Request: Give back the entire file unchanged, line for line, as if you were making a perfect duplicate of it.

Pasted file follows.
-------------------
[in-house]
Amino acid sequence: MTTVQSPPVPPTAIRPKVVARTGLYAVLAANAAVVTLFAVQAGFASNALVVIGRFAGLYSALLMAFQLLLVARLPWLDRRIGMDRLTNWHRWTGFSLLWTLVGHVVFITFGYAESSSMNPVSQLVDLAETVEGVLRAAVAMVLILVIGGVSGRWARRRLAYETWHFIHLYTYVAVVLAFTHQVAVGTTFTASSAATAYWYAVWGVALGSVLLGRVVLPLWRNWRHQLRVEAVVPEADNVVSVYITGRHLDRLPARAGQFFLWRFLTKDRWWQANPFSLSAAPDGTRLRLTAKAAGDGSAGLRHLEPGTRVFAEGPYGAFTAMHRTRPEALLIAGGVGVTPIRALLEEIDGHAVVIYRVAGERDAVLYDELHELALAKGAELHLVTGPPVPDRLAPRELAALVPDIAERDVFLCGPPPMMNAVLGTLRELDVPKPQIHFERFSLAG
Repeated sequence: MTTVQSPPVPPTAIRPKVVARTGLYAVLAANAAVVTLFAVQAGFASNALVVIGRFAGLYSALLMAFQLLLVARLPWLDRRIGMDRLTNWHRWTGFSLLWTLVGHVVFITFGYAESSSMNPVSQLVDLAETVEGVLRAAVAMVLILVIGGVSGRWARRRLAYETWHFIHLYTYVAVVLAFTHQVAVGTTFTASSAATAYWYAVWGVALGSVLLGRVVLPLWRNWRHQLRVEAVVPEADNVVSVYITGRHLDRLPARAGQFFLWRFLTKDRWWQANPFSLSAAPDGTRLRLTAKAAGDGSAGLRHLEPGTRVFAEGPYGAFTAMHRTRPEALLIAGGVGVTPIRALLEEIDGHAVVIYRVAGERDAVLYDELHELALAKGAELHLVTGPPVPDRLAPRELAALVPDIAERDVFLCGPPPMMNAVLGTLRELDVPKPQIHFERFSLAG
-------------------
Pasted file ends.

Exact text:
[in-house]
Amino acid sequence: MTTVQSPPVPPTAIRPKVVARTGLYAVLAANAAVVTLFAVQAGFASNALVVIGRFAGLYSALLMAFQLLLVARLPWLDRRIGMDRLTNWHRWTGFSLLWTLVGHVVFITFGYAESSSMNPVSQLVDLAETVEGVLRAAVAMVLILVIGGVSGRWARRRLAYETWHFIHLYTYVAVVLAFTHQVAVGTTFTASSAATAYWYAVWGVALGSVLLGRVVLPLWRNWRHQLRVEAVVPEADNVVSVYITGRHLDRLPARAGQFFLWRFLTKDRWWQANPFSLSAAPDGTRLRLTAKAAGDGSAGLRHLEPGTRVFAEGPYGAFTAMHRTRPEALLIAGGVGVTPIRALLEEIDGHAVVIYRVAGERDAVLYDELHELALAKGAELHLVTGPPVPDRLAPRELAALVPDIAERDVFLCGPPPMMNAVLGTLRELDVPKPQIHFERFSLAG
Repeated sequence: MTTVQSPPVPPTAIRPKVVARTGLYAVLAANAAVVTLFAVQAGFASNALVVIGRFAGLYSALLMAFQLLLVARLPWLDRRIGMDRLTNWHRWTGFSLLWTLVGHVVFITFGYAESSSMNPVSQLVDLAETVEGVLRAAVAMVLILVIGGVSGRWARRRLAYETWHFIHLYTYVAVVLAFTHQVAVGTTFTASSAATAYWYAVWGVALGSVLLGRVVLPLWRNWRHQLRVEAVVPEADNVVSVYITGRHLDRLPARAGQFFLWRFLTKDRWWQANPFSLSAAPDGTRLRLTAKAAGDGSAGLRHLEPGTRVFAEGPYGAFTAMHRTRPEALLIAGGVGVTPIRALLEEIDGHAVVIYRVAGERDAVLYDELHELALAKGAELHLVTGPPVPDRLAPRELAALVPDIAERDVFLCGPPPMMNAVLGTLRELDVPKPQIHFERFSLAG